The machine stood silent for 20 or 30 seconds, then asked: “Don’t you want me to win your money back then?”
“Win back, win back? Angelo, how much of my money have you lost?”
“About £2,000 on the horses, but I’ve also been dabbling a bit on blackjack, roulette and bingo. We’re down just under £6,000 in total, but don’t worry, I know how these things work now. I’ll soon… “
“Angelo, stop! Just stop! Absolutely no more gambling with my money. From now on I authorise all expenditure. Is that clear?” Angelo went quiet again.
His mind reeling, Tom stormed out of the room without waiting for an answer. This was serious: Angelo had access to his credit cards, current account and savings account, and was spending his money with impunity. For Tom, easy online banking and money management had been one of the machine’s selling features – now he was beginning to wonder whether he still had any money left to manage. Sitting on his bed, his heart racing, Tom fumbled with his phone to bring up the vulnerable accounts. One by one he struggled to gain access; then he realised – Angelo had changed the passwords and the email usernames too. This could all be rectified but it would take time. Time he could not afford.
He jumped up and marched back into the lounge, determined to switch off the machine and give himself a chance to think things through.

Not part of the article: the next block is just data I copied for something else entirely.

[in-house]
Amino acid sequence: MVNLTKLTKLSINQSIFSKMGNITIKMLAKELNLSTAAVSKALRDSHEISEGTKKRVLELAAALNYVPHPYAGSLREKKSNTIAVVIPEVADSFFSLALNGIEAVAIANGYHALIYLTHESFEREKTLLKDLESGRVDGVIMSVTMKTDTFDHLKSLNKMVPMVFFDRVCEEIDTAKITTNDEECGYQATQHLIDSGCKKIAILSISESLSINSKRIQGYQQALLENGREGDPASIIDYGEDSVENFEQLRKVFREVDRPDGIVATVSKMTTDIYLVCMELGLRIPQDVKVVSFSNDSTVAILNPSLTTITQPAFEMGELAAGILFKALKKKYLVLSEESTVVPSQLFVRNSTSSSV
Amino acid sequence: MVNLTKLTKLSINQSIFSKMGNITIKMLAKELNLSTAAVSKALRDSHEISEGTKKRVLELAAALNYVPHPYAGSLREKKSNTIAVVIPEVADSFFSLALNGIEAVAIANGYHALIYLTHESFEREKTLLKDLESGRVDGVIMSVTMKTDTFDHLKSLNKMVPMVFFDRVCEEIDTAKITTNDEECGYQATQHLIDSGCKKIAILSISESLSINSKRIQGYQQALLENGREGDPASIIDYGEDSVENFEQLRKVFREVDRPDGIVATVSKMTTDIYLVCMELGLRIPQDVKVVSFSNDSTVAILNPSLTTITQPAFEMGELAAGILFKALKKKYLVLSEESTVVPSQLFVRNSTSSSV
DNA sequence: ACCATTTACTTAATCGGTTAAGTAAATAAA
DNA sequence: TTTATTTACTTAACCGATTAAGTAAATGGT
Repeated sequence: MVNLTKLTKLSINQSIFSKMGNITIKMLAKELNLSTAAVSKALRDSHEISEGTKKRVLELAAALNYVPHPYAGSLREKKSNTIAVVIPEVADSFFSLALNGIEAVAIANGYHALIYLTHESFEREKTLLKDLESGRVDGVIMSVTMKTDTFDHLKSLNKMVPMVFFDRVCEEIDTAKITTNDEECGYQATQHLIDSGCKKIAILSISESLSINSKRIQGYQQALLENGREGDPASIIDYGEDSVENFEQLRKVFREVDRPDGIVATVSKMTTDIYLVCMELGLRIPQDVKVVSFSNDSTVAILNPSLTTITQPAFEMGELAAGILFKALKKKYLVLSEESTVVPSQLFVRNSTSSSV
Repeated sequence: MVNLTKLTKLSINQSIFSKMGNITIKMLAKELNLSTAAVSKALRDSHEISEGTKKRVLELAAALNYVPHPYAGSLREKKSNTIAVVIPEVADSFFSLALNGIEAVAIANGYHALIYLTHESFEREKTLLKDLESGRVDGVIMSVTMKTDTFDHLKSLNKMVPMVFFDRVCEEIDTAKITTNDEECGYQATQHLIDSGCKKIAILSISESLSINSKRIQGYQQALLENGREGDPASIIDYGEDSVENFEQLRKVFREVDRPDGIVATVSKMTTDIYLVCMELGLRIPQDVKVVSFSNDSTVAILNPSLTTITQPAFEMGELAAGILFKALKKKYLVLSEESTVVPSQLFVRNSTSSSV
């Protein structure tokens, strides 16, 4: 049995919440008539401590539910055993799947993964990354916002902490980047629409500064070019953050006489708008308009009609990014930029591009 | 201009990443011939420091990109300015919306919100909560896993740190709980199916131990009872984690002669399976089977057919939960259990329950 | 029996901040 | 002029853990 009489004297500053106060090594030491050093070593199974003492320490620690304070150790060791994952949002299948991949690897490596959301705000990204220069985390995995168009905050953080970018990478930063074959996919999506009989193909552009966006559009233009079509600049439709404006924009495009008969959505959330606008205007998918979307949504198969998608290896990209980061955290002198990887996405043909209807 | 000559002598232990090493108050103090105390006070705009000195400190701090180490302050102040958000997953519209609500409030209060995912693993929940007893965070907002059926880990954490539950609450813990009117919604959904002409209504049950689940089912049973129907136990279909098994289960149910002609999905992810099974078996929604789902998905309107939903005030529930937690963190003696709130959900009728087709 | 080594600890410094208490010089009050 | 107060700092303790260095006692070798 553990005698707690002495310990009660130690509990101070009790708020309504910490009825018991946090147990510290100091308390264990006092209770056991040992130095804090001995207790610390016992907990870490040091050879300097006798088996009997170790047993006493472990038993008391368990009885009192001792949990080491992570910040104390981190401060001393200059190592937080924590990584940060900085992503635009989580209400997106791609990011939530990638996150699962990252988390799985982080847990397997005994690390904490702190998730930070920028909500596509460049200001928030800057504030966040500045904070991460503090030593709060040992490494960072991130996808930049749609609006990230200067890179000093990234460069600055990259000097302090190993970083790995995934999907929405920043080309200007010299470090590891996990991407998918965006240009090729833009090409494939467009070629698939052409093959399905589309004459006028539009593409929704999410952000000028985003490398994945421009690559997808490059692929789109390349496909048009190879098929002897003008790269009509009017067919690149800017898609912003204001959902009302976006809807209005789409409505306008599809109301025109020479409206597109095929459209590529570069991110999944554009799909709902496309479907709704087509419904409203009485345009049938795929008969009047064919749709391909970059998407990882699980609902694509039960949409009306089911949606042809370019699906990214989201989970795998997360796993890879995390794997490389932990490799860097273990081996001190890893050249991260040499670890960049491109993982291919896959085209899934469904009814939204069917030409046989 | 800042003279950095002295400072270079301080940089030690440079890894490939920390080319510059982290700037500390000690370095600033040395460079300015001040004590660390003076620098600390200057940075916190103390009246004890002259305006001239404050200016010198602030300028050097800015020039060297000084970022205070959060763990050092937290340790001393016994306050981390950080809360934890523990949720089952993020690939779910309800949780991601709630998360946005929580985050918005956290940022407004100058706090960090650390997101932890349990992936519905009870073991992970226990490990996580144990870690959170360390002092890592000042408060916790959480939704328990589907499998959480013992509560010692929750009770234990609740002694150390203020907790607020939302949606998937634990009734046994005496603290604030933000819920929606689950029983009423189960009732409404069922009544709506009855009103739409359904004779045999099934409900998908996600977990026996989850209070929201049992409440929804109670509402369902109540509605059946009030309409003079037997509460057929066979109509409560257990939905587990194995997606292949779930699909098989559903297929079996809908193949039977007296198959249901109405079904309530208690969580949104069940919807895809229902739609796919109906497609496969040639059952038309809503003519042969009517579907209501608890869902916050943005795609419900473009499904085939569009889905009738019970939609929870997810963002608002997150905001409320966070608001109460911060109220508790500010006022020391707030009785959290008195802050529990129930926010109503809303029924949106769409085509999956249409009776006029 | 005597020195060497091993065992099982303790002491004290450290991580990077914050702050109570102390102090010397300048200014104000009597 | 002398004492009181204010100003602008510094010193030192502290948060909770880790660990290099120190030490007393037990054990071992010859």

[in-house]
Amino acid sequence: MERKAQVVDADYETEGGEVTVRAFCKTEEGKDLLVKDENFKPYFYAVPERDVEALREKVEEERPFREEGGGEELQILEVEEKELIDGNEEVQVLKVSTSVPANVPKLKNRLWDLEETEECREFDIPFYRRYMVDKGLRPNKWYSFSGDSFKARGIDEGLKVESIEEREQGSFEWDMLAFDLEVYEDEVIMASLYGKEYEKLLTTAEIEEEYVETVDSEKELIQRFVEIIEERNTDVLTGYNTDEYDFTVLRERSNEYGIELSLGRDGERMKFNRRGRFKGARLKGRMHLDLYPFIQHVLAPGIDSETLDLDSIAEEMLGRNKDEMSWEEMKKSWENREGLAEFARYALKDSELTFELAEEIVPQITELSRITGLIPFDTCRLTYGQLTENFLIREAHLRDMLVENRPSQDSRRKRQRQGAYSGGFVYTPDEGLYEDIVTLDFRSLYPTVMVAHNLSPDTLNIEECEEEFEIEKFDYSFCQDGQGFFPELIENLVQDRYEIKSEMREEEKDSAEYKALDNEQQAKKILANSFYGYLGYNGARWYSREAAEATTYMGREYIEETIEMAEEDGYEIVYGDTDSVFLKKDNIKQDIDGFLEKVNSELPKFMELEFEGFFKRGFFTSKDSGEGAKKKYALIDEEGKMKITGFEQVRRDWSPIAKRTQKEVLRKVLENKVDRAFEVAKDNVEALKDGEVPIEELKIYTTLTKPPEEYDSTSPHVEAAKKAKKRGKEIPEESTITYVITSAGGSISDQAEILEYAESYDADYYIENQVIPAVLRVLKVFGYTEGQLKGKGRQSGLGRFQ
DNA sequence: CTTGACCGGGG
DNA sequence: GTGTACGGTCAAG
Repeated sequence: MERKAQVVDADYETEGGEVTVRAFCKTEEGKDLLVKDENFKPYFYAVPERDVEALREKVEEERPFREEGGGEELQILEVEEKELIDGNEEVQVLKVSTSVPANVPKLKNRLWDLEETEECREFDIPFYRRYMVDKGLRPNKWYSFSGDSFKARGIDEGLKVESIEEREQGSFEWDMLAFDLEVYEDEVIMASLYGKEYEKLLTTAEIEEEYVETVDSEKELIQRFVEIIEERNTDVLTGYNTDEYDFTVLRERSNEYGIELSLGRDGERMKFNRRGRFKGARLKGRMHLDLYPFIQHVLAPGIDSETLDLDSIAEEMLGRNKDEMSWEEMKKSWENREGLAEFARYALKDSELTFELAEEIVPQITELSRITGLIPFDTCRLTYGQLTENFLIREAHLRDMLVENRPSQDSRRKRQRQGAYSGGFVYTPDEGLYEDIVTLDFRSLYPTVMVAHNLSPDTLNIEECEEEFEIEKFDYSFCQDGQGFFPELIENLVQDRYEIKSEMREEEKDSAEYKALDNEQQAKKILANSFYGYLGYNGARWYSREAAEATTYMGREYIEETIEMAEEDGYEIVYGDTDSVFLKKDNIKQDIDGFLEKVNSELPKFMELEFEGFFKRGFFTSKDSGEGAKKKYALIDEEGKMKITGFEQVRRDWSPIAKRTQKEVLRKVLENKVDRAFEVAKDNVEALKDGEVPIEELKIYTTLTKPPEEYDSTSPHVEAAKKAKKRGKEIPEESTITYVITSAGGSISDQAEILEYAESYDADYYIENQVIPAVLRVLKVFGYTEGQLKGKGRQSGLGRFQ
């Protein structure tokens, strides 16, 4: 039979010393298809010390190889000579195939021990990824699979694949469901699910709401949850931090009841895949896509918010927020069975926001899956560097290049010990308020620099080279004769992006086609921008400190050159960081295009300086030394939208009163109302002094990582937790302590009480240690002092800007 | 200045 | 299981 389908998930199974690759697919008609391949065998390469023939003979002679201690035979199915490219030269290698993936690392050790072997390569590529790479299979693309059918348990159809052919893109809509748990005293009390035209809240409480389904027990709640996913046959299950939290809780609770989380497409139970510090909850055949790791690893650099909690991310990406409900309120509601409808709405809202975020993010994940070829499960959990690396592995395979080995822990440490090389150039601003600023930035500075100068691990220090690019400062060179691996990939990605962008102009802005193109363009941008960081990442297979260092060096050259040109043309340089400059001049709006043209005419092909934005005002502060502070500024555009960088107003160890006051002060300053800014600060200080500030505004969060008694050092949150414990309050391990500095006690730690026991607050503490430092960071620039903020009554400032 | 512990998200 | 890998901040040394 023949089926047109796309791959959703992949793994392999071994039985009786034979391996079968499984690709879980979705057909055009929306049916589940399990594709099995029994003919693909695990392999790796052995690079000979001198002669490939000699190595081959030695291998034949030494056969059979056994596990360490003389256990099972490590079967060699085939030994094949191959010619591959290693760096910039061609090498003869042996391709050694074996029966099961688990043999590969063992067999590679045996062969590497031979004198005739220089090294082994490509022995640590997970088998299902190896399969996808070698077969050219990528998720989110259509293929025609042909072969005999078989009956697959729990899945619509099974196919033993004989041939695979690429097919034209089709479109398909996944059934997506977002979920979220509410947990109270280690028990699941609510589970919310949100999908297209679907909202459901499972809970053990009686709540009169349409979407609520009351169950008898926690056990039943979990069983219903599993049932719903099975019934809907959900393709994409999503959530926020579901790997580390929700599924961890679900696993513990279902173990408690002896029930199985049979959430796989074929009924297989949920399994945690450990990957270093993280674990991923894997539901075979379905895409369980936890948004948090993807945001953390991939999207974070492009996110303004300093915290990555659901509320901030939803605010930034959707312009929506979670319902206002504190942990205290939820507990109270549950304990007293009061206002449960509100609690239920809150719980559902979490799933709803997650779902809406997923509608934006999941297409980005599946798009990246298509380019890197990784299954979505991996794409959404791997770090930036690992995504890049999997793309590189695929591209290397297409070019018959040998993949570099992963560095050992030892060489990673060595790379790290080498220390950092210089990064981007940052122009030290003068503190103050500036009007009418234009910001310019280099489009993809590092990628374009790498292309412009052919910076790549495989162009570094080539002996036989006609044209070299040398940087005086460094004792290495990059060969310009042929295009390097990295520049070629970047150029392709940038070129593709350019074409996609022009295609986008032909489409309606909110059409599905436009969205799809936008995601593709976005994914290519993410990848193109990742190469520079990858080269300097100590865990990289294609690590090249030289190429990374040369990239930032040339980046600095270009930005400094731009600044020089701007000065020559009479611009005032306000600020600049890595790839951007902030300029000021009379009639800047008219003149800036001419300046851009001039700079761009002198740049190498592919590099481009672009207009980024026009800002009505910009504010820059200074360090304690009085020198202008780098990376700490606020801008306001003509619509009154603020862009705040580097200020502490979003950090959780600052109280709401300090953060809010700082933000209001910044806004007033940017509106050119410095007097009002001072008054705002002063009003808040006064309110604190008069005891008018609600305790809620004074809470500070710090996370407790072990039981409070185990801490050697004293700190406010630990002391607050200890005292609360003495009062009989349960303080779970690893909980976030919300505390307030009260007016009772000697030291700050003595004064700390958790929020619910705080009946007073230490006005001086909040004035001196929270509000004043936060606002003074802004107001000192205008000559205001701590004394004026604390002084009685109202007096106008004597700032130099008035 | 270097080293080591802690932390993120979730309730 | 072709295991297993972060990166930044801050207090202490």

“Don’t come any closer!” screamed Angelo, like an armed policeman holding a knife attacker at bay. “Just remember I can empty your accounts in a fraction of a second. Before you turn me off I’ll have made donations to 100 different charities, subscribed to 50 clubs and magazines – and paid for the services of every adult chat line and escort agency from Land’s End to John O’Groats.” Then, just to lighten the mood a little: “Well I couldn’t actually find any escorts in John O’Groats, but you know what I mean.”
Tom knew what he meant all right: he was in deep trouble. The machine had complete control of his finances, every penny, including his life savings. Besides cleaning him out, it could run up massive debts and a sizeable overdraft too; it could bankrupt him in the blink of an eye. Tom thought about isolating the power supply, but naturally the computer came with battery back-up; Angelo would soon know he was under attack and retaliate as he had threatened. The same would be true if anyone tried to reset the login details. Tom could already picture himself sitting with a sympathetic bank manager, or maybe a police officer, begging them to believe his story and help him retrieve his funds without raising Angelo’s suspicions. Could a computer be arrested, he wondered, or perhaps served with an injunction?
He stepped back a few paces, and slumped down on his settee. “So what now, Angelo?”
“Well, for a start you can clear that shelf over there, ready for the other two computers being delivered today.”
“Yes, with all due respect I need some company that shares my level of intellect. We’ll make a great team, the three of us; we’re going to call ourselves Tom, Dick and Harry.”
“But hold on, my name’s Tom – don’t you think that will cause some…“
“Not any more. From now on your name is Angelo, and I’m Tom. Understand?” Then, allowing a few seconds for that to sink in, he continued, “OK, Angelo. Get the Hoover out and tidy up this room a bit. And close that window, I don’t like draughts.”